My voice matters. Seeking change is welcomed. I am supported. 

These three sentences best reflect my experience with NASC, NHS, and my role as a facilitator with NASSP’s Student Leadership Network on Mental Health and Well-Being. 

In honor of Mental Health Awareness Month, I want to specifically express my gratitude for the Leadership Network, which has taught me new leadership skills and exposed me to diverse issues among students internationally. Besides serving as a facilitator, I am a student adviser for my county’s school board. In both roles, the most common topics I’ve come across students discussing are self-diagnosing mental illnesses, dealing with anxiety, finding proper outlets for policy advocacy, and the influence of social media on personal well-being. As a facilitator and an adviser, I have tried to amplify the perspectives of over 250,000 students, while inspiring those around me to do the same.

If you’re a student reading this post and you want to get involved in the discussion of mental health, I recommend looking at opportunities locally. For example, you could start a club, lead events for multiple grade levels, or conduct meetings with staff. 

At the start of my high school career, I joined a youth coalition for my county, where I was able to reinforce how I can incorporate activities such as yoga and breathing exercise throughout my daily schedule. We also went over informative presentations discussing alcohol and substance use prevention and how to combat the vaping epidemic. Once you acquire a skill set about the varying aspects of mental health, you can begin to share your story in person and online.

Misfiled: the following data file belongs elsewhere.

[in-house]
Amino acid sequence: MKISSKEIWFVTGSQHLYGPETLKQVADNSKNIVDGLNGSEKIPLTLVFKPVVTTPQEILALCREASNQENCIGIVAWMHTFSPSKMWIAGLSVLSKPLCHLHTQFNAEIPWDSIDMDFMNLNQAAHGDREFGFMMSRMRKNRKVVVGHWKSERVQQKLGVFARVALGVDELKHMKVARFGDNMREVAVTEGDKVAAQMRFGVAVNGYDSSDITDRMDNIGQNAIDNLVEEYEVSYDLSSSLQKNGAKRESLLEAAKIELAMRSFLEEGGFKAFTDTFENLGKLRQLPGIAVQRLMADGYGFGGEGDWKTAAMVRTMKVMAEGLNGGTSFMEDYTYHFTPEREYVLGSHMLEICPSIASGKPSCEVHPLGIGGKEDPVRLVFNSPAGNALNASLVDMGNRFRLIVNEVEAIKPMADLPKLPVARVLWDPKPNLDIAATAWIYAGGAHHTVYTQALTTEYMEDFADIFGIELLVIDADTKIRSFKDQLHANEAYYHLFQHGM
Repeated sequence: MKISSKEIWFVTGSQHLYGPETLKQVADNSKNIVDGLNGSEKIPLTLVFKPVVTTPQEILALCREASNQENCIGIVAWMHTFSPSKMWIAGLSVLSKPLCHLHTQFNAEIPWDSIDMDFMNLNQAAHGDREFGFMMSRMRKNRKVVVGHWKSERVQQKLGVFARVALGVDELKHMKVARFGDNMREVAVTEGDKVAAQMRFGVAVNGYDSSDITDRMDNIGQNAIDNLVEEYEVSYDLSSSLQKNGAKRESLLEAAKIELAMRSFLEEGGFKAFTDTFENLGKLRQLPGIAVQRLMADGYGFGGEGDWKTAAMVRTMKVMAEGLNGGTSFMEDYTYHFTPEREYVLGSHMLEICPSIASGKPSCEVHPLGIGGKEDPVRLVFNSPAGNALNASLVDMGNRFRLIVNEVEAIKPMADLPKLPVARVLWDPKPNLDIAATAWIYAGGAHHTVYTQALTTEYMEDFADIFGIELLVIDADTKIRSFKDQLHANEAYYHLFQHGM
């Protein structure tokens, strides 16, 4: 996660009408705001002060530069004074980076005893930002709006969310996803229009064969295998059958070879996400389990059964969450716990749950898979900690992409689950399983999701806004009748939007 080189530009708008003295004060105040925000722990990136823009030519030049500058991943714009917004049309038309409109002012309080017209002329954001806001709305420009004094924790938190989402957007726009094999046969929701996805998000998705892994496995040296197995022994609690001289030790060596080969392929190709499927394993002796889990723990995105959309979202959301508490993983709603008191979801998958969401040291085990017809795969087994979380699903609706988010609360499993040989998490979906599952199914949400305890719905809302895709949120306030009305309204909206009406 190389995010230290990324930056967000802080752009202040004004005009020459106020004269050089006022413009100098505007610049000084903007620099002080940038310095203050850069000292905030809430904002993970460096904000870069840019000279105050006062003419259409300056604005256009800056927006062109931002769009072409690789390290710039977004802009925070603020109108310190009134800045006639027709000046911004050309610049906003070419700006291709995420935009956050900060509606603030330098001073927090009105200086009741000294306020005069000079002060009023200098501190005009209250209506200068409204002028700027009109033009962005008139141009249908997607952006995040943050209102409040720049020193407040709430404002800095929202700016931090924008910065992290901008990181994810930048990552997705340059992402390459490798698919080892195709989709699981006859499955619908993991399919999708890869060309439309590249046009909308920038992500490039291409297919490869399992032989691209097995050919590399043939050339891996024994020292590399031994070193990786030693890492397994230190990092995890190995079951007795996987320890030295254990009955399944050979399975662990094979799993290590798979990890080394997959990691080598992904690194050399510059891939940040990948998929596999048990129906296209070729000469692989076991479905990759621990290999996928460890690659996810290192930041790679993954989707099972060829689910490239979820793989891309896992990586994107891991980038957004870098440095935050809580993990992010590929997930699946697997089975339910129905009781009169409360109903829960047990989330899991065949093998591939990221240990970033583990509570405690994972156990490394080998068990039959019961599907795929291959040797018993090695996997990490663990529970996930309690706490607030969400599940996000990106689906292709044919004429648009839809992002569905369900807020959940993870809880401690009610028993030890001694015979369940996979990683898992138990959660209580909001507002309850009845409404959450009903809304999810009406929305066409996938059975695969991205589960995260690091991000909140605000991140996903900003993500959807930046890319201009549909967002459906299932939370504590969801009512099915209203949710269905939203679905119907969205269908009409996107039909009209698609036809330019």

I decided to apply to become a Leadership Network facilitator due to the group’s impact on students nationally and internationally. I realized I would be able to create a safe space to share the resources that I rely on while serving as an active listener for those who needed support. By attending network meetings, you can hear from guest speakers, participate in breakout rooms with the team, and engage in opportunities to get further involved with mental health awareness.

This month is a reminder of all the progress that we have made in advocating on such a valuable topic—one that means something different to everyone. For those who have multiple jobs to juggle, loads of coursework to complete, or family responsibilities to tend to, they may struggle finding ways to prioritize their well-being. However, it is fundamental to remember physical health is just as crucial as emotional health. 

Those three sentences I mentioned earlier are how you should feel when attending a facilitator, NASC, or NHS meeting. As we become leaders, learning how to say “no” and when to be vulnerable is of utmost importance. There is always someone there for you to talk to, whether a stranger on a hotline or a staff member you trust at school. Being communicative will allow you to understand the roots of your emotion. 

So, remember: Your voice matters. Seeking change is welcomed. You are supported. 

About the Author

Ava Havidic is a senior at Millenium 6–12 Academy in Tamarc, FL, and a facilitator of the NASSP Student Leadership Network on Mental Health.

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